[HOME] [DOWNLOAD] [DOCS] [NEWS] [SUPPORT] [TIPS] [ISSUES] [DONATE]

IETF discusses improving NTP security

There is a new effort by standard bodies to secure the utterly broken NTP time protocol.

The proposal docs below document a ton of attacks possible when time is manipulated. Worth adding to the Time Attacks page. “Don’t use Tor/sdwdate on the desktop they said” :wink:

@Patrick I really want to see your comments get through to them sice you’ve spent a lot of time researching and implementing a secure alternative.

http://www.metzdowd.com/pipermail/cryptography/2019-May/035080.html

https://www.ietfjournal.org/a-new-security-mechanism-for-the-network-time-protocol/
https://www.rfc-editor.org/rfc/rfc7384.txt
http://datatracker.ietf.org/doc/draft-ietf-ntp-using-nts-for-ntp

1 Like

2 posts were merged into an existing topic: Suggest Trustworthy Tor Hidden Services as Time Sources for sdwdate

Some of the smaller sites probably don’t qualify as “having great amount of traffic” then. For example, anonguide.cyberguerrilla.org or ev0ke.net.

How is local hardware a reliable source for time vs a large data center? where will distortions more likely to be noticed? where do they get their time from? probably ntp? do the smaller securedrop-centered site care much about accurate time?

Is the “securedrop pool” (or any pool) regularly quite off in relation to the larger servers time? I would assume it’s the case. Any stats collected regarding that? any stats collected regarding which of the 3 groups ends up supplying the median time value? in a perfect world it should be 33% chance for each group. if we check and find that it’s 50% or 70% chance for one of the groups to supply the chosen onion (due to frequently inaccurate time in the others, or a consistent bias to having late or early in some types of servers) that’s an issue. Any attempts done to check those points?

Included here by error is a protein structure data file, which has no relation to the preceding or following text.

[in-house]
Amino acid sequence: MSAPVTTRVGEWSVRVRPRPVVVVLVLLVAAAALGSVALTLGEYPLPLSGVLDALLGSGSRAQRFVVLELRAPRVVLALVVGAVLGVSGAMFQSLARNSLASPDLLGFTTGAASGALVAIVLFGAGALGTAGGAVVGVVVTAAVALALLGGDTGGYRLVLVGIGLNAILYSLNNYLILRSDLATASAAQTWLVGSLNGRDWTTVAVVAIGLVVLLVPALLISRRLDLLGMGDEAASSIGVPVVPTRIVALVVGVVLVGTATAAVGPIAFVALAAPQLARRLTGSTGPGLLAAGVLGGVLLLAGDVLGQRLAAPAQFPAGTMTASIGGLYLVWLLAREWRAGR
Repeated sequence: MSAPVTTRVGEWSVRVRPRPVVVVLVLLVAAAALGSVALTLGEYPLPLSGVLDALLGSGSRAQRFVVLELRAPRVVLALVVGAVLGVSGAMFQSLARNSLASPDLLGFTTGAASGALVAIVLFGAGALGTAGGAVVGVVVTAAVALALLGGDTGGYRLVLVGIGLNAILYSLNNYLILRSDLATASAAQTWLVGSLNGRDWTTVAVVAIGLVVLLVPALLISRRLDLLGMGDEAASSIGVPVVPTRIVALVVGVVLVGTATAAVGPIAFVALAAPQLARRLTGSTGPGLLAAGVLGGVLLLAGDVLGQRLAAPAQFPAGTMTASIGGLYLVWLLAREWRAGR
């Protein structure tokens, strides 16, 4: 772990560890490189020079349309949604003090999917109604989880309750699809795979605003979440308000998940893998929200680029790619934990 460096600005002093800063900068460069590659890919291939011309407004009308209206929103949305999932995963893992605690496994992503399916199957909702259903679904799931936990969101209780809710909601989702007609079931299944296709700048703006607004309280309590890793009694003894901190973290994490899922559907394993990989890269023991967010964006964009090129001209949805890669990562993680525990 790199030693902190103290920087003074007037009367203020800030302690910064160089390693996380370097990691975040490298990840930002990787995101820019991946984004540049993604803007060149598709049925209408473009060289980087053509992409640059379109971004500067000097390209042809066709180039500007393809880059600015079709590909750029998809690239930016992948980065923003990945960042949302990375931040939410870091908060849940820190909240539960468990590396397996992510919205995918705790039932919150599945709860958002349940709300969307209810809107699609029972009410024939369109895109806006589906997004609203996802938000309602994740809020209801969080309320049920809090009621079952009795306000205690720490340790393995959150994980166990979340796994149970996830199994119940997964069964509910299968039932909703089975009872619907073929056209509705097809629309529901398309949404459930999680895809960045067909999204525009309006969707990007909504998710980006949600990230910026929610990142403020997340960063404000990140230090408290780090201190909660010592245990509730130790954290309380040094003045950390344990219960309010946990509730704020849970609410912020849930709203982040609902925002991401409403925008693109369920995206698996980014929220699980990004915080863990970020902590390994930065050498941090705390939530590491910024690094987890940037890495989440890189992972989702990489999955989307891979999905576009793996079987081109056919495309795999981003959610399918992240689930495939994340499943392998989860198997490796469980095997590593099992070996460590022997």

Not that I have a better way, but the whole concept looks pretty subjective. Which pools are “likely to keep their users privacy” becomes highly speculative when we need a large number of servers.

According to riseup’s own admission, their servers are occasionally taken and examined by authorities. They had the canary saga a couple of years ago. Still considered a “pal”?

Is it better to have 10 well-trusted and high-volume servers instead of 20+ maybe’s?

onion vs clearnet: in the case of clearnet (Tails pools use clearnet AFAIK) at least we know for sure on which servers they are.

Anyone maintains those list? are there onions that are not accessible over a long period of time that need to be removed? any mechanism (not in users side) to regularly cycle through them and check availability or response times? is there any fixed procedure to periodically evaluate the list?

A post was merged into an existing topic: Suggest Trustworthy Tor Hidden Services as Time Sources for sdwdate

Some questions were answered here:

Quite possible.

Speculate ntp indeed.

It’s a problem indeed. sdwdate-server project is non-existing. It’s like starting another project.

Might not.

No.

No.

Indeed huge risk of law of triviality / bikeshed.

For some aspects possibly yes. Downsides:

  • then these 10 servers become more worthwhile targets.
  • too few servers might result in too much traffic for these servers and then them blocking sdwdate (by removing time from http header).

The issues are rather obvious. You noticed quite a few of them. sdwdate requires development contributions.

2 Likes

Less likely that bad actors have access to the hardware for intentional manipulation of answers for time queries.

1 Like